When headlines beamed last month that the Great Recession was not only over, but that it had taken its last breath in June, 2009, did you scratch your head too? We thought so. If the recession is over, why does it feel worse now than when it started in 2007 and dive bombed in 2008?

A new Field Poll of California voters (PDF) finds a level of pessimism lower than in 2008: 93 percent of voters think the economy is bad versus 86 percent in 2008. The only time this number was lower was in March, 2009, with a 96 percent low.

” … Never before has the negative assessment of economic conditions been so deep and prolonged as it is now,” the poll states.

Two-thirds of voters think the economy will stay the same or get worse in the next year. And 62 percent of those with household incomes of less than $40,000 say they're worse off than they were a year ago. Nearly half of those whose homes saw more than $40,000 say the same.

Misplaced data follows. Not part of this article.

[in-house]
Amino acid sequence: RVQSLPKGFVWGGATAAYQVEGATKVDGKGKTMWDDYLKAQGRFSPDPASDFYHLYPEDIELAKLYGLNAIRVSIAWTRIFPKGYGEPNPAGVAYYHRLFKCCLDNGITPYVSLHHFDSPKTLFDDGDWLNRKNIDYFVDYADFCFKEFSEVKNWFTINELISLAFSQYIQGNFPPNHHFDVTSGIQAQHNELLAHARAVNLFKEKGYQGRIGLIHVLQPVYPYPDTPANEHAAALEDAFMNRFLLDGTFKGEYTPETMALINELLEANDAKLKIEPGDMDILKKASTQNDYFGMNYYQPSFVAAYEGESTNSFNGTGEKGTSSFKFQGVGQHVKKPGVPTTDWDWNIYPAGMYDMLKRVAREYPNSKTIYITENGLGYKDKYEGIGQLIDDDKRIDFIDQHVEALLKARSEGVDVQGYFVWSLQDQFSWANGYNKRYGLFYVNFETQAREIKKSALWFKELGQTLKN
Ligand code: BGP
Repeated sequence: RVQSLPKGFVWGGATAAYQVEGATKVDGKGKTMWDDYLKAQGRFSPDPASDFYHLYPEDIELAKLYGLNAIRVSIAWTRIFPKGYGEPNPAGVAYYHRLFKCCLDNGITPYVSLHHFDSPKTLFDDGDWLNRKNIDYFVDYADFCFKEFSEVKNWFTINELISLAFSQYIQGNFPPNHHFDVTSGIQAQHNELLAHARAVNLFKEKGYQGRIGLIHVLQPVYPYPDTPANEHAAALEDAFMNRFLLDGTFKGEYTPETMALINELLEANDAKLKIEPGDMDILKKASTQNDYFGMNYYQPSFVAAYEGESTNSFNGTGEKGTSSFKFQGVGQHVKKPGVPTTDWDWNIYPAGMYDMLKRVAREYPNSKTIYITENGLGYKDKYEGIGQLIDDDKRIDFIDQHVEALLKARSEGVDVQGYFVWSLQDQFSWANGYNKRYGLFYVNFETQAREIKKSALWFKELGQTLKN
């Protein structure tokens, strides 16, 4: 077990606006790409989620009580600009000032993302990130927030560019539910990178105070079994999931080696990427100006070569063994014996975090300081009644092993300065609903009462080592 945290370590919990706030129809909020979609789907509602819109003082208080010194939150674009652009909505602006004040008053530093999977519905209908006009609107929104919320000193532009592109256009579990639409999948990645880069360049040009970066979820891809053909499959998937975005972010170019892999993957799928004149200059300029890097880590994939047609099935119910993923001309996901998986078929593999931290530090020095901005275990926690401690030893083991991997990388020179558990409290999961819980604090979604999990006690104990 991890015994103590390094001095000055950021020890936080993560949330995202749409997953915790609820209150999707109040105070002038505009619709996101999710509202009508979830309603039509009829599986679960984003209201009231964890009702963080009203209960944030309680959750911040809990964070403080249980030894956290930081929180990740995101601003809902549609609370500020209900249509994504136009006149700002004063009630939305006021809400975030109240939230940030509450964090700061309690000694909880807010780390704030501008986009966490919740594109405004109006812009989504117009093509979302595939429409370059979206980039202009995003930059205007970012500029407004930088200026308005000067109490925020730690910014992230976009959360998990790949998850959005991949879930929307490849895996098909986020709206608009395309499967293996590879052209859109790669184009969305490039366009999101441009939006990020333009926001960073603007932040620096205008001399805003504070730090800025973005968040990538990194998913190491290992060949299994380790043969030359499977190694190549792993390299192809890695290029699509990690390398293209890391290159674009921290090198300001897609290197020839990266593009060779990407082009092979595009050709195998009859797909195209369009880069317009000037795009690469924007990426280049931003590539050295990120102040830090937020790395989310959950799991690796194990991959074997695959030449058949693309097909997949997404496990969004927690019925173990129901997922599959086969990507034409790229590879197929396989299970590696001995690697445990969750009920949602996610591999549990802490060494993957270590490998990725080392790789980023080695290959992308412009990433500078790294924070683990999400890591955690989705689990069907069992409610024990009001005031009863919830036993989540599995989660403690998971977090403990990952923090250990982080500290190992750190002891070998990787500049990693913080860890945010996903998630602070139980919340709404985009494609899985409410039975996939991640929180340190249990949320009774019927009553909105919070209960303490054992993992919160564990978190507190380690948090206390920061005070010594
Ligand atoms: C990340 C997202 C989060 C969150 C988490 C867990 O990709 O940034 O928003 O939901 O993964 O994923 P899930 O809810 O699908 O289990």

The numbers hold across both major parties, too.

The standout difference between left and right is that Democrats tend to believe in higher numbers (42 percent) that employment will improve next year while only fewer (17 percent) of Republicans (those doing hiring?) believe so.

Bright spots? The marijuana business is booming. Just don't get high on your own supply. It tends to emphasize depression.

Advertising disclosure: We may receive compensation for some of the links in our stories. Thank you for supporting LA Weekly and our advertisers.